Due to continued discontent among a majority of the Muslims in Kashmir, an insurgency started in Kashmir in the 1990s, which has continued till today. India charged Pakistan with being responsible for the insurgency, and the situation reached a point where, as stated earlier, there was the danger in 2002 of another full-scale war between the two countries. In fact, in an interview given to Newsweek, President Musharraf admitted that the two countries were “very close” to a war; the then Indian Prime Minister Atal Vehari Bajpai used the words “touch and go” to describe the situation. The fear was that if a war broke out it could turn out to be the first nuclear war in history, with both sides using nuclear weapons. The results, obviously, would be devastating. It was essentially recognition by the leaders of the two countries of the horrors of a nuclear holocaust, coupled with American diplomacy, in particular the forceful efforts of Secretary of State Colin Powell, that prevented this great human tragedy from occurring.
It is against this background that we need to analyze the nuclear danger in South Asia, and the danger South Asia poses to the rest of the world.
According to an article in The Atlantic magazine, India’s “ ‘intention to acquire (nuclear weapons) apparently dated back to even before the Partition, when Jawaharlal Nehru, looking forward to independence, said “I hope Indian scientists will use the atomic force for constructive purposes, but if India is threatened, she will invariably try to defend herself by all means at her disposal.’” (November 2005, p.68) Apparently, India started working on the production of nuclear weapons as early as the 1950s, while Nehru was the prime minister. India’s defeat by China in 1962 further accelerated India’s nuclear program. Just before China’s first nuclear test explosion in 1964, “India had the necessary ingredients for an atomic bomb: nuclear fuel (from a Canadian-supplied Cirus research reactor) and a facility to reprocess this fuel into weapons-grade plutonium.” (Toby Dalton, “Towards Nuclear Rollback in South Asia,” Current History, December 1998, p. 412) Gradually, “India acquired several nuclear power and research reactors (from the United States) through the Atoms for Peace program.” (Ibid)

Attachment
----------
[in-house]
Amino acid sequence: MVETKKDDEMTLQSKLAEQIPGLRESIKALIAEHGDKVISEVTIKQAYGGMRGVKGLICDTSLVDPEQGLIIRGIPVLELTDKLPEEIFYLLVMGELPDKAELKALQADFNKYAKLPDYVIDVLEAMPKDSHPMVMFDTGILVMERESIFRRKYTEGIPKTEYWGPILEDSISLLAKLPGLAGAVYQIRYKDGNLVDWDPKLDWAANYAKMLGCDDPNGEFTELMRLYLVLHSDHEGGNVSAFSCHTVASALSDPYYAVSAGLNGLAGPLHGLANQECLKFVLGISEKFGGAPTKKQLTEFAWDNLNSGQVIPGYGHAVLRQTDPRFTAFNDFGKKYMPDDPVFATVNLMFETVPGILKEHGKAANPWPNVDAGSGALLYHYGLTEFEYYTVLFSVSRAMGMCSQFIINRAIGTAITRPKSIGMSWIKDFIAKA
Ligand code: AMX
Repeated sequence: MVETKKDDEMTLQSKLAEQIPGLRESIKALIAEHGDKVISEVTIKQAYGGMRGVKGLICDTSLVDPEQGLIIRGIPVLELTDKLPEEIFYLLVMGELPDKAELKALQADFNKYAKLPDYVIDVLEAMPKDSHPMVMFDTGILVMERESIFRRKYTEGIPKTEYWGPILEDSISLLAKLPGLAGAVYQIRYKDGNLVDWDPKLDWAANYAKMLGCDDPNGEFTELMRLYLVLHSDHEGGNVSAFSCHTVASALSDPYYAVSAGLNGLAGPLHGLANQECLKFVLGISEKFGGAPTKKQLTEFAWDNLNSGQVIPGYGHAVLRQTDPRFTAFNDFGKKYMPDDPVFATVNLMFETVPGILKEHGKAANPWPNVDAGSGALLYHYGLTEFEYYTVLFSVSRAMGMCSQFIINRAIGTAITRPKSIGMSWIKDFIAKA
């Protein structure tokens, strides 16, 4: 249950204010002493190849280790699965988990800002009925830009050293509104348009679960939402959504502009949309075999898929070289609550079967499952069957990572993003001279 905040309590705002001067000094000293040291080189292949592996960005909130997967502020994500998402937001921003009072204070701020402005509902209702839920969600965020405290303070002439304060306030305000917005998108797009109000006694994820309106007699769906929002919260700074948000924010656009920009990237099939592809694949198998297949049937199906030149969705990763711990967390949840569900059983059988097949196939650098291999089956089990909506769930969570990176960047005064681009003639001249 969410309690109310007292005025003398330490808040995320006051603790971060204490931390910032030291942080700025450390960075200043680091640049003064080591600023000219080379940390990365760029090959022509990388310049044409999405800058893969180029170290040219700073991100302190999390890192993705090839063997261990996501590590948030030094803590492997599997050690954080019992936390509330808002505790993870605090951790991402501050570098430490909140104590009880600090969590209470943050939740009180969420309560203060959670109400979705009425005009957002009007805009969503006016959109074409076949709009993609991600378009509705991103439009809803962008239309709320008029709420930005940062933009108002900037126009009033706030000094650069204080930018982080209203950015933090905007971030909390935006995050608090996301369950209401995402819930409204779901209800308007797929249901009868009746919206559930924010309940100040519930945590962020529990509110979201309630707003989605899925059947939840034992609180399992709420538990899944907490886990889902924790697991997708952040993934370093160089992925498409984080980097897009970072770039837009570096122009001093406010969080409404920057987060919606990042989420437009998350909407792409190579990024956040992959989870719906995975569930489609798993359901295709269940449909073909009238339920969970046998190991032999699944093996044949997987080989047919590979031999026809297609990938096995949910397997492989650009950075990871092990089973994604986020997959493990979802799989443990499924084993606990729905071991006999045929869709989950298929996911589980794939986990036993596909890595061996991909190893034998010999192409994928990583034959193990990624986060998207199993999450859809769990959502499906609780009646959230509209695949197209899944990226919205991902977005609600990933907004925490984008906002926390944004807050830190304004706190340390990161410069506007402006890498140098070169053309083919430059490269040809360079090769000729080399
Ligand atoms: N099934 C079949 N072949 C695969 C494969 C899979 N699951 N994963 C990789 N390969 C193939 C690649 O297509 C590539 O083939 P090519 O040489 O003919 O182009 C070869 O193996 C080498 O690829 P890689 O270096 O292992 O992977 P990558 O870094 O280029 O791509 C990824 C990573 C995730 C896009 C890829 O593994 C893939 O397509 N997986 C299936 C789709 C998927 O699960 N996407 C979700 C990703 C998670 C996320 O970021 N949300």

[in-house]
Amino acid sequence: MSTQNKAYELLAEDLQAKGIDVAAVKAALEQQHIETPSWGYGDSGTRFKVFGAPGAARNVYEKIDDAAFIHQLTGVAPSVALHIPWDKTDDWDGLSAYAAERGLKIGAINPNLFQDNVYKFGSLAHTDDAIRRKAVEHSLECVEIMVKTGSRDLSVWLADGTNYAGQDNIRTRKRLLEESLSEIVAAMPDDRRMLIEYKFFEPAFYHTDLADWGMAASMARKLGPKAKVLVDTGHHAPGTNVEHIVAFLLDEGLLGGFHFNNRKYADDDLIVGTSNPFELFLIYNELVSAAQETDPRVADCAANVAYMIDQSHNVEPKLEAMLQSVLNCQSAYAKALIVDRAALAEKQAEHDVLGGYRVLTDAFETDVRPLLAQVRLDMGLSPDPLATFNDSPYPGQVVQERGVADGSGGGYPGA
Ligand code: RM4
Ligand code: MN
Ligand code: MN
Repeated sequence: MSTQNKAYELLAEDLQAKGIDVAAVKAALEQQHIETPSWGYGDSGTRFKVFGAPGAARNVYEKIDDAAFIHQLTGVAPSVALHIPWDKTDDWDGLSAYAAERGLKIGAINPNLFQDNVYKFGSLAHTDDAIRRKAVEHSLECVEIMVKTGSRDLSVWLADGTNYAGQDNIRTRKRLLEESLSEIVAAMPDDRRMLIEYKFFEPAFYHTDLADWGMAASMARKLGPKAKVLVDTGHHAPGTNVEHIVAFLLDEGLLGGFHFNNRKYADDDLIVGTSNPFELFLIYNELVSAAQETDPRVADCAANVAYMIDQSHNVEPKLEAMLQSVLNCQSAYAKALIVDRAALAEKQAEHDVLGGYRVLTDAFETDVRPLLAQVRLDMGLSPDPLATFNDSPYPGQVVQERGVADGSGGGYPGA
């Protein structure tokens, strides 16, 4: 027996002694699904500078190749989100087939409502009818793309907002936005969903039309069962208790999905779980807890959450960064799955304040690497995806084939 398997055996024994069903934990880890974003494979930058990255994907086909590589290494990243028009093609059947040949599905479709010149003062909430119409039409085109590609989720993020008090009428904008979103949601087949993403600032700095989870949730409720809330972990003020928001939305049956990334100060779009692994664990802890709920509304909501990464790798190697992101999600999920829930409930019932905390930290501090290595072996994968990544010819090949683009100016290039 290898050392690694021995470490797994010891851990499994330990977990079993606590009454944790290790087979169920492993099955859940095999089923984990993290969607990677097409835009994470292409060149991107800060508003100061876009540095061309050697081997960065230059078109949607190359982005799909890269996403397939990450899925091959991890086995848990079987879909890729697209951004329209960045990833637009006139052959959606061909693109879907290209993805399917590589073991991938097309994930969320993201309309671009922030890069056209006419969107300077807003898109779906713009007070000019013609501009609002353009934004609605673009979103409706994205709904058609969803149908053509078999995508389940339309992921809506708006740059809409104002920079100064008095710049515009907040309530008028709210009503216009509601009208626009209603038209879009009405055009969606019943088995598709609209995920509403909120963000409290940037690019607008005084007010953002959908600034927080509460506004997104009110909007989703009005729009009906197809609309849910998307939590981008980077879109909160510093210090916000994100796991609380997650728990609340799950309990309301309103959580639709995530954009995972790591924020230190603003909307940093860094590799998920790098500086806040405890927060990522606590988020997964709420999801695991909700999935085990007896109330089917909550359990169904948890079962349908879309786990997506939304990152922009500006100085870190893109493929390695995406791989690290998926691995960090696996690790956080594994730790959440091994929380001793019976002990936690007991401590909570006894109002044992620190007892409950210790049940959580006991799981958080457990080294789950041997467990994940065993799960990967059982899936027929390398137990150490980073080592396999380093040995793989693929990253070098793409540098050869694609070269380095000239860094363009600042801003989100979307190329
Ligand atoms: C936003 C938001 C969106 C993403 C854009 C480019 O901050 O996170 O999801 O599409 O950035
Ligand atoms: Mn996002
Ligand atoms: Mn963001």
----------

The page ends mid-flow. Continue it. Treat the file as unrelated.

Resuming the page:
It was during the prime ministership of Nehru’s daughter, Indira Gandhi, that India conducted a nuclear test in May 1974. “(B)eneath the desert of Rajasthan, near the Pakistani border, India detonated a fission device of roughly the same yield as the bomb that had destroyed Hiroshima.... The desert floor heaved, and a message of success was sent to the capital, New Delhi. It read, “ ‘The Buddha is smiling.’” (The Atlantic, p.70) It was ironical indeed to use the name of Buddha, a prince of peace, to break the news about the explosion of a nuclear bomb, which could kill and maim hundreds of thousands of human beings. India made another ironical claim; when it called its nuclear bomb a “peaceful device”! Although India’s nuclear test was initially based on the desire to achieve parity status with China, it ignored the real probability that its arch rival Pakistan would view it as a threat to its own security and, unwilling to be left behind in this race, would strive to match India’s nuclear capability. In fact, soon after the Indian nuclear test, Patrick Moynihan, US ambassador to India, is reported to have remarked to Indira Gandhi, “Madam Prime Minister, within a few years, Pakistan will also conduct a nuclear test.”